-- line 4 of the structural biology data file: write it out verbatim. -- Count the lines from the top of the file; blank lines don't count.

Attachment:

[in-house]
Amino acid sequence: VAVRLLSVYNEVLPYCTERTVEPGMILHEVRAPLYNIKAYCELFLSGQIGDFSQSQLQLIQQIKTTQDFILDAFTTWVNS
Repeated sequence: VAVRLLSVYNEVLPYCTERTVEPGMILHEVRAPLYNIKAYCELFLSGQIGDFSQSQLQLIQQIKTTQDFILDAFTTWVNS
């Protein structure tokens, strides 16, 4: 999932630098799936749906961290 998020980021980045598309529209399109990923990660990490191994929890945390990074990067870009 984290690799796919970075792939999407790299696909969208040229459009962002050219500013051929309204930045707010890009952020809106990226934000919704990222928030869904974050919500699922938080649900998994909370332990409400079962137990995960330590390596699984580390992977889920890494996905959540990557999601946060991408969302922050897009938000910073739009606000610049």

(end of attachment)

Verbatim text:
């Protein structure tokens, strides 16, 4: 999932630098799936749906961290 998020980021980045598309529209399109990923990660990490191994929890945390990074990067870009 984290690799796919970075792939999407790299696909969208040229459009962002050219500013051929309204930045707010890009952020809106990226934000919704990222928030869904974050919500699922938080649900998994909370332990409400079962137990995960330590390596699984580390992977889920890494996905959540990557999601946060991408969302922050897009938000910073739009606000610049």